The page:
ORLANDO: America’s new long-range bomber program is “underway,” will involve somewhere between 80 and 100 planes and will be delivered sometime in the mid-2020’s.
“And that’s about all we’re saying,” Air Force Secretary Mike Donley told reporters. It’s been known for some time that the bombers will not fly alone but will be part of a family of systems that may include UAVs and other systems.
The really interesting part of all this is the secrecy and why it’s so dark. It would seem to indicate several things: that the U.S. does not want potential competitors such as China or Russia to know how advanced a system will be delivered or exactly what capabilities it will involve; that the Air Force is still putting the larger architecture together, deciding which capabilities will be available.
The bomber will almost certainly include an unmanned capability, but no one has made a formal decision yet, an Air Force source told me. Many of the important subsystems have not yet been chosen, this source said. Even presuming that the $4 billion for the bomber in the 2013 budget submission spread over five years is supplemented by a few billion more in the black budget that is not much money to build 80 to 100 planes that will cost at least $550 million each. Even if that is flyaway cost — which excludes research and development costs — building a bomber able to penetrate denied airspace and fly thousands of miles to do it without refueling has never been cheap.
And then there are the arcane details about just what we’re talking about when it comes to the Long Range Strike Bomber, as the Air Force’s head of Global Strike, Lt. Gen. James Kowalski, calls it. On the one hand, Kowalksi told reporters today that there is a family comprising: the long-range standoff missile (nuclear warhead for striking targets deep inside a country); conventional Prompt Global Strike, designed to strike any target in the world within one hour; and the ground-based successor to the Minuteman ICBM, which he called the ground-based strategic deterrent..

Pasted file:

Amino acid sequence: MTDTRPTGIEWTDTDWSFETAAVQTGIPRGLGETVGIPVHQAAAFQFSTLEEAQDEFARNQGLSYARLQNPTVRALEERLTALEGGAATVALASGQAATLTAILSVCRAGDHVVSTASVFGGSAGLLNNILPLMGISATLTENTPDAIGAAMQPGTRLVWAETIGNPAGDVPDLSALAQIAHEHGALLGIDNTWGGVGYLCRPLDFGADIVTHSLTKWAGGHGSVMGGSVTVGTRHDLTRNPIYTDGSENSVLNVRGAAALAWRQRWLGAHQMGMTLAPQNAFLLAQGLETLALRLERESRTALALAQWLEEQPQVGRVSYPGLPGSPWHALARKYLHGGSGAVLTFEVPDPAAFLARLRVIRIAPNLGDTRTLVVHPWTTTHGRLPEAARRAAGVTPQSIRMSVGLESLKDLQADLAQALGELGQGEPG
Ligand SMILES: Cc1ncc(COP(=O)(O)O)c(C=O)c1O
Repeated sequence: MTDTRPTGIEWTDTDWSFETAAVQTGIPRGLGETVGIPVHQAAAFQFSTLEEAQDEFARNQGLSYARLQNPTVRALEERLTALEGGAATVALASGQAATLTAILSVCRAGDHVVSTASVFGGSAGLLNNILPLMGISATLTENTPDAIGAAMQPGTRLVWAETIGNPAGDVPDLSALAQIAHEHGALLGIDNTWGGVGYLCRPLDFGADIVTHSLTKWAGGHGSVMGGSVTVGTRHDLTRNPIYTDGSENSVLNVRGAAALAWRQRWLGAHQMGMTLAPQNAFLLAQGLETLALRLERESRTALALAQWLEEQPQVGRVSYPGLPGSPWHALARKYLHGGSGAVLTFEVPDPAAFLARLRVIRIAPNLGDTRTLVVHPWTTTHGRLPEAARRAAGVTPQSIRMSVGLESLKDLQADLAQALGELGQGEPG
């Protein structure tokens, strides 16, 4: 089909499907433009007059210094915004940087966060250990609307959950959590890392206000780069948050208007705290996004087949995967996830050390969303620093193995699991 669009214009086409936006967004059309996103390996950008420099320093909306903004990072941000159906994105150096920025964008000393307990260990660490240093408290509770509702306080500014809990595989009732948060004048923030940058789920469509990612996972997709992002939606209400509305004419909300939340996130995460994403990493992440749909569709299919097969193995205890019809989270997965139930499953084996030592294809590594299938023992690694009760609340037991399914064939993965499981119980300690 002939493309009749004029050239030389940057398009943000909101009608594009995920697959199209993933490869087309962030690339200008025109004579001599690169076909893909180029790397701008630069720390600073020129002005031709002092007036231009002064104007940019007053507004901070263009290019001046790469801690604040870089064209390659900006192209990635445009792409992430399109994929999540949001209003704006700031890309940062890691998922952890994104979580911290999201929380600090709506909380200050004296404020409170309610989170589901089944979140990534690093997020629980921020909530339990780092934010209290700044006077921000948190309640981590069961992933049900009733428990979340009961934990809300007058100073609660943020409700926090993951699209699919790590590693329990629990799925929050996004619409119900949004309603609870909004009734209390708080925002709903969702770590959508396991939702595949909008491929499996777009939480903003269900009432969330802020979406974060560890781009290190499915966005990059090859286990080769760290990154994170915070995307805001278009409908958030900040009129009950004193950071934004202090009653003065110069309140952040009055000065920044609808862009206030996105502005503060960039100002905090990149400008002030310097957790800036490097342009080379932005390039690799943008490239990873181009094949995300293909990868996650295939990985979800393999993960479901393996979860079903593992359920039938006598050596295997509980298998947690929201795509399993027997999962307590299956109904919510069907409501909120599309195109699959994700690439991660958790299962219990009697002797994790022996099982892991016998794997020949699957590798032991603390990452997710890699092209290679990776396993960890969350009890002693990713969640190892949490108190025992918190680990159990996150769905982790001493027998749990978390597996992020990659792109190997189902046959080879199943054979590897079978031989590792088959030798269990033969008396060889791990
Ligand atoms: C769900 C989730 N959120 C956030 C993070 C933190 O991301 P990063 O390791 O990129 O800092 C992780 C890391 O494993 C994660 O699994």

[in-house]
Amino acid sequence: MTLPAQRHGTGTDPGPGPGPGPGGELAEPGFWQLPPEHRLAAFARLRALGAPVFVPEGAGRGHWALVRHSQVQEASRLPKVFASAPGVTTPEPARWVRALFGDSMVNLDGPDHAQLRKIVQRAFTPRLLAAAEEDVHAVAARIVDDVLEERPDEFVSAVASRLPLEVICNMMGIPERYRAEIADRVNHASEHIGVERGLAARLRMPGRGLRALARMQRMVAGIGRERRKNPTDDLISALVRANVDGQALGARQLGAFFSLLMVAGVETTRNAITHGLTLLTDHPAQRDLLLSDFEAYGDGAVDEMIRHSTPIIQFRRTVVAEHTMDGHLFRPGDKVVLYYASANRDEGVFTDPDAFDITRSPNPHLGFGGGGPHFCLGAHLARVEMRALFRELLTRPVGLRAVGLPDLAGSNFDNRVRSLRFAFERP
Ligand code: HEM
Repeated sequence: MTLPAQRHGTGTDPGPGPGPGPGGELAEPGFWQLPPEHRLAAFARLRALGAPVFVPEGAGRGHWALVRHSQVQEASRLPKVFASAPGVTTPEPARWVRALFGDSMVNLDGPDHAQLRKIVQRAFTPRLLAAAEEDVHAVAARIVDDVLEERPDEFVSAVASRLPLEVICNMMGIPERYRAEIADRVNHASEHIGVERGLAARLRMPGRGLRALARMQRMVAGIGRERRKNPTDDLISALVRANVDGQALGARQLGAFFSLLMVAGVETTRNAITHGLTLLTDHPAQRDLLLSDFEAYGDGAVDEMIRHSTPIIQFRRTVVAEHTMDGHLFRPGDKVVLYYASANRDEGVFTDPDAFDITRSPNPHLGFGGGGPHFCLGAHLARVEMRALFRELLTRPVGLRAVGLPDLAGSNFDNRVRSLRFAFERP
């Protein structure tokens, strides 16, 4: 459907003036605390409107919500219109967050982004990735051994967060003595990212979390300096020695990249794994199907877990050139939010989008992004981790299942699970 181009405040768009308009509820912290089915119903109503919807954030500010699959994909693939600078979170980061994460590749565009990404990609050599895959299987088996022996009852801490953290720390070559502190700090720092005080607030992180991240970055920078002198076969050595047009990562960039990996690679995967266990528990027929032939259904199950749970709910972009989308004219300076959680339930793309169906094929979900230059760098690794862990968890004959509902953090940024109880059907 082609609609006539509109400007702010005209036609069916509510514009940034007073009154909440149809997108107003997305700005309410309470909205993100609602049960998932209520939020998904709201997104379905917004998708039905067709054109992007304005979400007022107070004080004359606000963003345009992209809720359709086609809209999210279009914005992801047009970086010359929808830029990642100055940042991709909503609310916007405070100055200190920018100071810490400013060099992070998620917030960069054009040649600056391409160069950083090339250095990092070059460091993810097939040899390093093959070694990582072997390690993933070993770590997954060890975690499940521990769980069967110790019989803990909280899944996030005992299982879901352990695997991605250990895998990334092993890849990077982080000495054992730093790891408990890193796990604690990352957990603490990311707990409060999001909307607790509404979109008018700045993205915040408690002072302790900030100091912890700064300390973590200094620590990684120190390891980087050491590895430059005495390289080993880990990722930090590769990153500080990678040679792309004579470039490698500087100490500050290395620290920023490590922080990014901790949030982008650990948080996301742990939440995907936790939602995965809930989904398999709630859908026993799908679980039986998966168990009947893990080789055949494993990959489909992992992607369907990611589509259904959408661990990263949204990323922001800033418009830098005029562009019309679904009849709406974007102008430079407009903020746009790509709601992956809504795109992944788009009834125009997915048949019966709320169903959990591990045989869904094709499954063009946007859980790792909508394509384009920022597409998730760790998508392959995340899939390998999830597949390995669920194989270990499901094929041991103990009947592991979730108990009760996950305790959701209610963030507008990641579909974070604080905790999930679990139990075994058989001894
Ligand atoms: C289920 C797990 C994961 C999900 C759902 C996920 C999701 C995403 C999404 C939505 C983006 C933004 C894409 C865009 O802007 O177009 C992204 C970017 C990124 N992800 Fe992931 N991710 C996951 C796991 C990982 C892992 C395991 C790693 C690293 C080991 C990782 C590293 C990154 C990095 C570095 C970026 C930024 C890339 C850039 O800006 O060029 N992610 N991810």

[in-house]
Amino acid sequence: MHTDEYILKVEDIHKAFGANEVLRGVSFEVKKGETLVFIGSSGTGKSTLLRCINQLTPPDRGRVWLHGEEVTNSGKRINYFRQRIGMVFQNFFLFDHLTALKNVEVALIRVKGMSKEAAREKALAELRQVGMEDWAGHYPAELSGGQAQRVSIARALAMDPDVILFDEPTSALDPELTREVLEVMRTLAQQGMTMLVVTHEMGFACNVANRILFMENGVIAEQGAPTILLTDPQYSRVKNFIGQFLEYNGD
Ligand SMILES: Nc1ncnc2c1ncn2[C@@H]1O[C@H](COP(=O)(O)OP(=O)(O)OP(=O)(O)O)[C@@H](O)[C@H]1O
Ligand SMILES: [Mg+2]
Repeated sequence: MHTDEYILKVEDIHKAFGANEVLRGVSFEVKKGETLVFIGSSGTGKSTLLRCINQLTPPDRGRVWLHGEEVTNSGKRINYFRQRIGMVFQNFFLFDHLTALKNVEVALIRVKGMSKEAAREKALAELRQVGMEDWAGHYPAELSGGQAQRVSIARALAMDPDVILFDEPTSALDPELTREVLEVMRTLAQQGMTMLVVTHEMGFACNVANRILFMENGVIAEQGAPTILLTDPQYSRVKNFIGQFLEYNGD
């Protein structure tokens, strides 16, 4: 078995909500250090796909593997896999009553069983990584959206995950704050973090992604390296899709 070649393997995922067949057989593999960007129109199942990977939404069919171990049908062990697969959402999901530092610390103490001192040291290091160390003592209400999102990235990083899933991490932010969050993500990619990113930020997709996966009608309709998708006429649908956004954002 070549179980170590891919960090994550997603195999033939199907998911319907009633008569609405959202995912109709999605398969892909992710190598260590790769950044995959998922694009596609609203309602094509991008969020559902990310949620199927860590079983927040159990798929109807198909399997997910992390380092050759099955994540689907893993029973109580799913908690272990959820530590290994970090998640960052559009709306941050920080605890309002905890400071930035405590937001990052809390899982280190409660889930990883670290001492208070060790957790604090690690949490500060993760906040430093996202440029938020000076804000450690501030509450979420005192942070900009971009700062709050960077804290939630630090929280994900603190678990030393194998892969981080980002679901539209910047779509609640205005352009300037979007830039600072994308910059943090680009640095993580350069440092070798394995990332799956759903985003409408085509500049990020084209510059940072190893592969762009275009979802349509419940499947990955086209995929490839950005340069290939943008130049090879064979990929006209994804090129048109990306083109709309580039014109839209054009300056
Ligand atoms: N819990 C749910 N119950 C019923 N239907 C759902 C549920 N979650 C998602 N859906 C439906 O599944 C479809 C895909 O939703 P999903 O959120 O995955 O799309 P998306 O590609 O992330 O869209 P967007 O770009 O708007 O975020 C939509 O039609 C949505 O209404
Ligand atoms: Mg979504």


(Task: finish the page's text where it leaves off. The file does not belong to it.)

But the bomber also comprises a family of systems, thought to include an array of highly capable sensors, the long range standoff missile, some sort of stealth approach and the usual communications suites. It is also assumed by many to include a highly capable intelligence, surveillance and reconnaissance suite — something like a successor to those on-board the F-35. There’s been persistent talk of UAVs that fly with the bomber or supplement it, but almost no details are known.
And we know the Pratt & Whitney is doing development work — at least — on the plane’s engines.
So, we have a system that’s “underway,” is secret and about which we know very little other than it will be amazing and be relatively cheap, somehow. Hmmm.